Saturday, April 30, 2011

More On The Destruction Leads To Growth Theory

A reader has sent in the following comment and question on my post about the effects of the earthquake/tsunami on the Japanese economy:
Regarding the strange view that Keynesian have on war/disaster/destruction induced booms, I think there are a lot of people that really thinks that there is apiece of truth in this (especially in Sweden (social democrats).

Perhaps that is to some extent due to the fact that e.g. the U.S. only finally came out or their depression in ~1929-1939 when they startedrearmament for World war II. So, how should this actually be understood? Was the positive effect on the U.S

First of all, it should be noted that the situation in Japan is not really comparable to America during World War II as no American cities or power plants were damaged during the war. So even if we accept for the sake of the argument that the war ended the depression, it would not validate the view that destruction of cities are good for the economy.

The comparison one could make is with Japan as well as Germany in 1945, as most of their cities were destroyed to varying extent by American-allied bombings. And while Japan and Germany (especially the Western part) did recover, there is no reason to believe that the bombings had speeded up the recovery. Indeed, the recovery had likely come sooner if the Japanese and Germans had their productive capacity intact.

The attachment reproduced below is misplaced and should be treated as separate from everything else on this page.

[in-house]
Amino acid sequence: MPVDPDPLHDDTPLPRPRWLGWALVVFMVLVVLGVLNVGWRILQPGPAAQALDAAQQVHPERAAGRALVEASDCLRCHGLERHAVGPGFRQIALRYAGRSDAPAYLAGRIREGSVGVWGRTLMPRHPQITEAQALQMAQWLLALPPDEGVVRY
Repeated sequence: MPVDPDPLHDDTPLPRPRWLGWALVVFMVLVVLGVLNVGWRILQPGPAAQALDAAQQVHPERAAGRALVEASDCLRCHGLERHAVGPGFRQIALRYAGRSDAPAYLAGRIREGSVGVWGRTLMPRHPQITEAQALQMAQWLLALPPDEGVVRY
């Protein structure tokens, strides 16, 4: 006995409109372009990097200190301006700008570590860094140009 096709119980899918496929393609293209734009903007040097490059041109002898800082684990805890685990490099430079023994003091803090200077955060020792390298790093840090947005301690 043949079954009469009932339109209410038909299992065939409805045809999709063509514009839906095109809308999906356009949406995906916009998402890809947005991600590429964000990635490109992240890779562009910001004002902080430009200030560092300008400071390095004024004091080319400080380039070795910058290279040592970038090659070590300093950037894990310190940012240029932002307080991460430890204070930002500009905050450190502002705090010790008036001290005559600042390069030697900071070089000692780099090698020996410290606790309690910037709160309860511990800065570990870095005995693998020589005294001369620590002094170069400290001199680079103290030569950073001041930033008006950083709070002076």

As for the belief that the war was good for the American economy, I again recommend Robert Higgs' writings on the subject.

In short, Higgs points out that the disappearance of unemployment was fake:

Ten million drafted, and others signed up because they didn't want to get drafted into the infantry; so buildup hinged on coercion of workers. What if today we arrested that many people and put them into prison? We'd have to build the prisons and feed them; the jailed people could work. Gets rid of unemployment, but it's fake.
Higgs also points out that it is very difficult to really estimate the value of military production because the "prices" used were more or less arbitrary estimates. The price controls used likely also meant the private sector production that remained saw deteriorating quality not captured by price indexes as one way to respond to price controls is to cut costs in ways that often reduce quality since it is only the price and not the quality that is controlled.

Moreover,  civilian GDP ( GDP minus military spending) fell sharply even accepting the official price indexes

What World War II really showed was then that the government can initiate a massive military build up at the expense of real prosperity. That doesn't imply that spending binges from the government in general helps the economy, especially not if it is associated with the destruction of productive capacity.